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Testing Web services and RIAs

The component nature of Web services and RIAs can lead to testing headaches. This tip shows how Firefox, Apache and soapUI testing tools can be brought into the QA process.

Given the number of components that go into a complete Web service, it is not surprising that complete testing is difficult. Just consider how many different technologies may be involved in even a simple client and server. An Ajax style rich Internet application (RIA), for example, combines JavaScript, CSS and HTML markup on the client alone. Add in the Internet connection, plus the service side application code and the database it works with and you have many points of potential conflict, bugs and performance problems.

General testing principles
Let's review some of the general principles of testing and debugging, which are applicable no matter which toolkits or languages you use:

  • Design with testing in mind. A proper choice of abstraction for inputs and outputs will allow testing without the added complexity of a network or a HTTP server.
  • Test separate parts wherever possible. Some developers favor the "unit testing" philosophy to enforce testing at a low level. In any case, use language features such as assertions in Java to catch and identify bad inputs to functions.
  • Document as you go, use explanatory names for interfaces, classes, methods and variables. One of the advantages claimed for unit testing is that it forces good documentation.

Testing browser clients - Firefox
We have come a long way from the days when a browser's "view source" command was the only way to inspect a Web page. These days a typical RIA uses HTML markup, CSS driven formatting and JavaScript with a Web service providing data in JSON (JavaScript Object Notation) or XML. Fortunately developer support tool providers are working to keep up.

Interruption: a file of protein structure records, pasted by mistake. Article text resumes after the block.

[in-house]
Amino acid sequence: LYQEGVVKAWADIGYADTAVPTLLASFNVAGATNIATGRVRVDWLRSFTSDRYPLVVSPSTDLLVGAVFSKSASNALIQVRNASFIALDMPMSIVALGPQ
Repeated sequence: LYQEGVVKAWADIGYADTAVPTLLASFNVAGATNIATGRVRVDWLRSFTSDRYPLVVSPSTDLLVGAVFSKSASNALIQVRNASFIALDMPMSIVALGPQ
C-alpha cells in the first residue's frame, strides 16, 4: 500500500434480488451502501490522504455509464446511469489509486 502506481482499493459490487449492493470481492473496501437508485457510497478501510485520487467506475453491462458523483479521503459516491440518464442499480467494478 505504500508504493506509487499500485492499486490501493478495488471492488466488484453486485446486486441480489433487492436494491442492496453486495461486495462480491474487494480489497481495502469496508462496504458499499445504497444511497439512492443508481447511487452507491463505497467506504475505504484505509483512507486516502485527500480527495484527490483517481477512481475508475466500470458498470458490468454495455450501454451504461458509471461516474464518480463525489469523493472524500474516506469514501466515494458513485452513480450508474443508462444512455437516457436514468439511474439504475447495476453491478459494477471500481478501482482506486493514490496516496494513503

The most advanced support tools today are found in the free open-source Mozilla Firefox browser, a program that belongs on every serious Web developer's hard disk. I just installed Firefox 3.0 and was delighted to find that the "Live HTTP Headers" tool is now part of the standard download. This tool can capture and display the exact request and response headers for all HTTP requests that go to make up a modern Web page. Inspecting these headers to ensure that the parts of your RIA are being requested correctly is a really good idea.

There are a number of Firefox add-ons for dealing with JavaScript, which is a good thing since JavaScript is an essential part of typical RIAs. I installed the "Firebug" add-on, which has been updated for Firefox 3.0. The interface provides for inspecting and editing HTML, CSS, and JavaScript. The inspector for HTML is based on the document object model (DOM), so complex pages can be examined.

With Firebug network monitoring enabled, you can capture the request and response headers and see the response size and amount of time each request required. This feature is great for seeing the causes of your application's perceived response speed. You may be surprised to find that a single request resulting in an error is holding up the entire application.